Sunday, October 22, 2017

It was a ranch and there were no balconies

When my Gigi bought her home just after the war, the lots near the ocean and the tree heavy lots inland were about the same price.  She wanted trees.  This was something of a family joke because the ocean lots, as you can imagine, fetch several decimal places more today.

(She also briefly owned a Duesenberg.  Yet another lost inheritance.)

I had a dream my dad decided to keep and restore Gigi's home.  Except now a bedroom balcony overlooked deep water and in my dream I sat near her and watched orcas and sharks and dolphins swim below.  I could hear my kids running thru the house.  It was beautiful and I was at peace. 

A month or so ago Matt was in Los Angeles and drove by Gigi's.  The new owners have turned my grandmother's classy Cape Cod into... a garage.
(Apologies for the jigsaw - Matt had actually taken a video and my photo editing skills are, um, lacking.)


They also posted pictures online of a new surgical center where Gigi used to craft her meals.

At the end of my dream a massive wave crashed over the balcony.  Change is hard.

Monday, August 22, 2016

A Smaller World

I lost a friend last Friday.  Alison Piepmeier was larger than life, a passionate and eloquent advocate for her daughter, Maybelle, and for equality in all things.  We met online, back when I was still writing, and then in person at my first NDSC convention in Washington DC in 2012.
2012 NDSC Convention
She missed the next few conventions for various reasons but I always assumed we'd meet up again at the next one.  But then her tumor came back.   I had planned to go help out for a weekend but the dates were moved and moved again and then there was no more time.   So in the middle of July, a week before my 5th NDSC convention, I manufactured a trip to Charleston and was able to spend an hour or so with her in the morning.  And then another hour in the afternoon.   She was weak, she occasionally fumbled, trying to find the right words, but was as insightful and vibrant as always.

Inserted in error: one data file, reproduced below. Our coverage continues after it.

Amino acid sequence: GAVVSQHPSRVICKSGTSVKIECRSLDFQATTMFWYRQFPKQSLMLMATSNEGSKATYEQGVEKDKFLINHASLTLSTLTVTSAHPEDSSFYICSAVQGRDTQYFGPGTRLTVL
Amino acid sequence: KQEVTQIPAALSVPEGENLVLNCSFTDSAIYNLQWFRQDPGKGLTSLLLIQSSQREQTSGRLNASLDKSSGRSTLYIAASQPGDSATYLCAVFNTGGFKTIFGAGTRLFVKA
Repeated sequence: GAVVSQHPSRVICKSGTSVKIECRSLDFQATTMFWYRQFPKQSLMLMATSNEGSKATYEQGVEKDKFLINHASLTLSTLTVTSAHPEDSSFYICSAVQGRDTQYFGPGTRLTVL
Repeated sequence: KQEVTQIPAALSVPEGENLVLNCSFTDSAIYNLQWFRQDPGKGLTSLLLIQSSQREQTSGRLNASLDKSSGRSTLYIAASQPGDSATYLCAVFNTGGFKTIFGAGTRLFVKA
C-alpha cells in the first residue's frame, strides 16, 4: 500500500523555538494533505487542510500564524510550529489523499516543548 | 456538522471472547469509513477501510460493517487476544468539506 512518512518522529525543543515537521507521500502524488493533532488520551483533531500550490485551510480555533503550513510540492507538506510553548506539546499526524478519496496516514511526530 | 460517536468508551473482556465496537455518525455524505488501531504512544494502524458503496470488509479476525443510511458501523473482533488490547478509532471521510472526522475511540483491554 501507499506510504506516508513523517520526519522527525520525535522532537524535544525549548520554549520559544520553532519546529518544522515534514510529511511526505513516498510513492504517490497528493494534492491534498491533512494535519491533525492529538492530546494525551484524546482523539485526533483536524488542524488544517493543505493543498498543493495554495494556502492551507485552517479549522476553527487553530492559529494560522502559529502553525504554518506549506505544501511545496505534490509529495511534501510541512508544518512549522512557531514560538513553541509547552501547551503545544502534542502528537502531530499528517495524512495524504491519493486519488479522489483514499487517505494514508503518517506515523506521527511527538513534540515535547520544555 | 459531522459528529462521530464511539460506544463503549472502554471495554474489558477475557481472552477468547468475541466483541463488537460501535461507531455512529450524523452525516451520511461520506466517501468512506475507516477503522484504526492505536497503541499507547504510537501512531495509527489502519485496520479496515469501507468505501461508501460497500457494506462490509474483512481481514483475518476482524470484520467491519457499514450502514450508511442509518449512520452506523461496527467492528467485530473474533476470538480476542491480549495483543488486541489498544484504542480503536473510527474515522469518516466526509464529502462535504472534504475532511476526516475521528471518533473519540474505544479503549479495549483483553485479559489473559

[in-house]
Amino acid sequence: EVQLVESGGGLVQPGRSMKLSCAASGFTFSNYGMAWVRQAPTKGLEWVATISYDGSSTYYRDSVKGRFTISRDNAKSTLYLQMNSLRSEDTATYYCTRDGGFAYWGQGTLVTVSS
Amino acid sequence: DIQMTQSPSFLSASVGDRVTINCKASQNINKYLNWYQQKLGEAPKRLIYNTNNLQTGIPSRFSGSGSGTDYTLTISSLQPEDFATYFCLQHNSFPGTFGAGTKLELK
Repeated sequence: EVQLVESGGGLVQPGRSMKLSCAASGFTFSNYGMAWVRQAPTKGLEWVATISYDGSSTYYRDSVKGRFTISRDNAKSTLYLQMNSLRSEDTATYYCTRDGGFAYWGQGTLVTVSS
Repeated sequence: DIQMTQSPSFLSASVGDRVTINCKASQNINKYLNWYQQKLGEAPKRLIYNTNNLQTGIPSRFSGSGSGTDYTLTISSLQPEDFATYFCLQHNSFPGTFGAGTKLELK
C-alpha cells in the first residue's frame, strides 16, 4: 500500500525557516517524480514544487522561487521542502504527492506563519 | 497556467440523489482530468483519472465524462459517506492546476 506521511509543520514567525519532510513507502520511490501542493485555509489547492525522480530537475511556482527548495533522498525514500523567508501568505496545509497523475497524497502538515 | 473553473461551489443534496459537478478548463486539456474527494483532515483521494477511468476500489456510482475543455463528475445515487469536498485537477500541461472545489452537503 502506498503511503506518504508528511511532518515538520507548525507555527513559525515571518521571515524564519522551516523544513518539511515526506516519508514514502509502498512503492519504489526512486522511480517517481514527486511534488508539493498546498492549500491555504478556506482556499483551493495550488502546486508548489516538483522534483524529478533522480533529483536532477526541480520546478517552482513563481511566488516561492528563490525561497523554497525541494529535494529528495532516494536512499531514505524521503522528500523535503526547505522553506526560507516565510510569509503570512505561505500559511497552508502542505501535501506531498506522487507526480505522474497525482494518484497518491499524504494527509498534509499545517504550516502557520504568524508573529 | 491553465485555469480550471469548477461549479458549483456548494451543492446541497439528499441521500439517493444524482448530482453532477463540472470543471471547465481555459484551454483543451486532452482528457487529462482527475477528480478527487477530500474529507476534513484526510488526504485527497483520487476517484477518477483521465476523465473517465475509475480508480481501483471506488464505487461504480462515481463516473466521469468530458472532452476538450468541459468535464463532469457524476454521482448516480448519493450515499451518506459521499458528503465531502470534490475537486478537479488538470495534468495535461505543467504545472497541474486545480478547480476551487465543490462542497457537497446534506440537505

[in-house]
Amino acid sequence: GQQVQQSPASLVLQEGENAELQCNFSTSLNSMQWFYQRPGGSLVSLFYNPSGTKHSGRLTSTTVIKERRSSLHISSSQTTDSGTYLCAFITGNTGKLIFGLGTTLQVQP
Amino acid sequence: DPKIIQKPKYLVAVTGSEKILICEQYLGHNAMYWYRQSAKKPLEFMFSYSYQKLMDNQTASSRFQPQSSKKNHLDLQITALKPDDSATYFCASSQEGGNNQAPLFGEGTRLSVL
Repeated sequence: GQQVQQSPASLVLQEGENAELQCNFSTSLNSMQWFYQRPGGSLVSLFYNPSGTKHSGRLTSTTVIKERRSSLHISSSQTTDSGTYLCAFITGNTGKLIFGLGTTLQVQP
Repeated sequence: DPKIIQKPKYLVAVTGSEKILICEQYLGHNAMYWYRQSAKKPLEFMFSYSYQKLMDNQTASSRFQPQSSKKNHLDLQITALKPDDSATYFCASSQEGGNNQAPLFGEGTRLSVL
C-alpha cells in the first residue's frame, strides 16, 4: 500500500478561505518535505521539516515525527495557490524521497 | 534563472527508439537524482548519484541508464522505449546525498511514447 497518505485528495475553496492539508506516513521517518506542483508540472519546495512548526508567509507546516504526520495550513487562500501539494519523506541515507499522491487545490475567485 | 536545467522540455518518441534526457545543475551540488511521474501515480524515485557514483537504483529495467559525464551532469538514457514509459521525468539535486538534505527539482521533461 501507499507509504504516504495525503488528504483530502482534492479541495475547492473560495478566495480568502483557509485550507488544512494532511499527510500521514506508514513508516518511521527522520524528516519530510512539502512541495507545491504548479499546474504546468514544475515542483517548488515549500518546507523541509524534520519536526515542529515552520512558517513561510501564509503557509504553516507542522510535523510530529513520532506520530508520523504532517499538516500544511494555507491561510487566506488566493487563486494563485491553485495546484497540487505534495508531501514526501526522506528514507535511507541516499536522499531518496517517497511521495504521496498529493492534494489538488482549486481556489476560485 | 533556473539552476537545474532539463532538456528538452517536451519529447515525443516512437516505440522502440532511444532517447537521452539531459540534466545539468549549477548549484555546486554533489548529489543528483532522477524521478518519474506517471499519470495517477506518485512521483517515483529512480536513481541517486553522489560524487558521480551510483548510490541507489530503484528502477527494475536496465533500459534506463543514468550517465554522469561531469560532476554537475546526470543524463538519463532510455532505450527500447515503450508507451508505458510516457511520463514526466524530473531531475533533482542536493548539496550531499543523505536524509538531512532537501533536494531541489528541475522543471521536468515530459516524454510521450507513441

Charleston, 7/11/16
I, however, couldn't find any words.  No profound, comforting thoughts about her looming death, or leaving her daughter nigh orphaned.  Nothing about what her friendship had meant to me.  I hugged her and told her I loved her and left flowers.  I hope that just showing up counted, a little.  I suspect my visit was more for my benefit that hers.  I worry it was intrusive - two plus precious hours lost to random online friend - but am profoundly grateful her mother let me have that time.


Even more so now that I couldn't attend her memorial on Friday.   At least I got to say goodbye in person.

Alison had this gift of making you feel like the most important person in the room.  She was warm and enthusiastic about everything from a FB snapshot to long rambling post.  You can see in the hundreds of comments and eulogies that she made everyone feel just as special and I know I am but one of hundreds who loved and will mourn her.  I am, by contrast, a tetchy introvert but her loss is that much more profound to my small world.  I hope I can show up for my other people with half as much gusto as she did.
Alison Piepmeier
12/11/72 - 8/12/16